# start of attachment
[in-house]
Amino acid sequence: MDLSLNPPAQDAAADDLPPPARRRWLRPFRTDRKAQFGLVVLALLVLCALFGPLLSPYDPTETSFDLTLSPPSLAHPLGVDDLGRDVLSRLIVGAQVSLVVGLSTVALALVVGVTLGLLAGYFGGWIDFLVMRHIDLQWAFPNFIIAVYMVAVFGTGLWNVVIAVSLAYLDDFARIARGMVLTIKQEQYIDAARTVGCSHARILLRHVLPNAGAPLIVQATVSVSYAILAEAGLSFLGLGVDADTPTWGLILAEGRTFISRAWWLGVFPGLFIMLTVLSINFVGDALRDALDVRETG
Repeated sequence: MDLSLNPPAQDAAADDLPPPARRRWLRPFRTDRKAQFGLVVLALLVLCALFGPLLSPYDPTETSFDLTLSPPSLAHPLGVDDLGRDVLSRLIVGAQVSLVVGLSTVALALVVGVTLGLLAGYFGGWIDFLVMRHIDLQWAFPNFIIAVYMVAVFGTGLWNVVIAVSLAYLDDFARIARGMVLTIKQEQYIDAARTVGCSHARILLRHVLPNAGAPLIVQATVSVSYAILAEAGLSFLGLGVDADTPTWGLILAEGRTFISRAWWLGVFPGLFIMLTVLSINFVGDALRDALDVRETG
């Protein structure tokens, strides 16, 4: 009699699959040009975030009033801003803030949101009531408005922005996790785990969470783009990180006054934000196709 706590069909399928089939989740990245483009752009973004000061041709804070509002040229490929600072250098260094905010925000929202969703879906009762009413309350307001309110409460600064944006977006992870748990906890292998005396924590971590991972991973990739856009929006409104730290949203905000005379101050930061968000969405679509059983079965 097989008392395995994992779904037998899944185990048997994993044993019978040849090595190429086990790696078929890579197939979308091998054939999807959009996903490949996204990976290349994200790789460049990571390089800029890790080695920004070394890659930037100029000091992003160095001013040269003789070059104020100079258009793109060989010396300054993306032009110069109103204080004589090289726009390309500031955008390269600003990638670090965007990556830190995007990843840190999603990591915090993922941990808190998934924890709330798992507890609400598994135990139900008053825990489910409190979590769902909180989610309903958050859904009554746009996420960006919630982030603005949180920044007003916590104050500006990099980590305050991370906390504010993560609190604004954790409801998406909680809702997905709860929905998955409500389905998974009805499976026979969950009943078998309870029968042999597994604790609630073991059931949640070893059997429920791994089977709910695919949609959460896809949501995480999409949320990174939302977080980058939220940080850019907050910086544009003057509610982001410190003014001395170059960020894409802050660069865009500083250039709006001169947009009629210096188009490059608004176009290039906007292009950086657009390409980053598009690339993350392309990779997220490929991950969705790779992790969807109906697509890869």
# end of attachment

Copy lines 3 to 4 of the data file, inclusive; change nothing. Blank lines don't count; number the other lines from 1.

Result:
Repeated sequence: MDLSLNPPAQDAAADDLPPPARRRWLRPFRTDRKAQFGLVVLALLVLCALFGPLLSPYDPTETSFDLTLSPPSLAHPLGVDDLGRDVLSRLIVGAQVSLVVGLSTVALALVVGVTLGLLAGYFGGWIDFLVMRHIDLQWAFPNFIIAVYMVAVFGTGLWNVVIAVSLAYLDDFARIARGMVLTIKQEQYIDAARTVGCSHARILLRHVLPNAGAPLIVQATVSVSYAILAEAGLSFLGLGVDADTPTWGLILAEGRTFISRAWWLGVFPGLFIMLTVLSINFVGDALRDALDVRETG
């Protein structure tokens, strides 16, 4: 009699699959040009975030009033801003803030949101009531408005922005996790785990969470783009990180006054934000196709 706590069909399928089939989740990245483009752009973004000061041709804070509002040229490929600072250098260094905010925000929202969703879906009762009413309350307001309110409460600064944006977006992870748990906890292998005396924590971590991972991973990739856009929006409104730290949203905000005379101050930061968000969405679509059983079965 097989008392395995994992779904037998899944185990048997994993044993019978040849090595190429086990790696078929890579197939979308091998054939999807959009996903490949996204990976290349994200790789460049990571390089800029890790080695920004070394890659930037100029000091992003160095001013040269003789070059104020100079258009793109060989010396300054993306032009110069109103204080004589090289726009390309500031955008390269600003990638670090965007990556830190995007990843840190999603990591915090993922941990808190998934924890709330798992507890609400598994135990139900008053825990489910409190979590769902909180989610309903958050859904009554746009996420960006919630982030603005949180920044007003916590104050500006990099980590305050991370906390504010993560609190604004954790409801998406909680809702997905709860929905998955409500389905998974009805499976026979969950009943078998309870029968042999597994604790609630073991059931949640070893059997429920791994089977709910695919949609959460896809949501995480999409949320990174939302977080980058939220940080850019907050910086544009003057509610982001410190003014001395170059960020894409802050660069865009500083250039709006001169947009009629210096188009490059608004176009290039906007292009950086657009390409980053598009690339993350392309990779997220490929991950969705790779992790969807109906697509890869």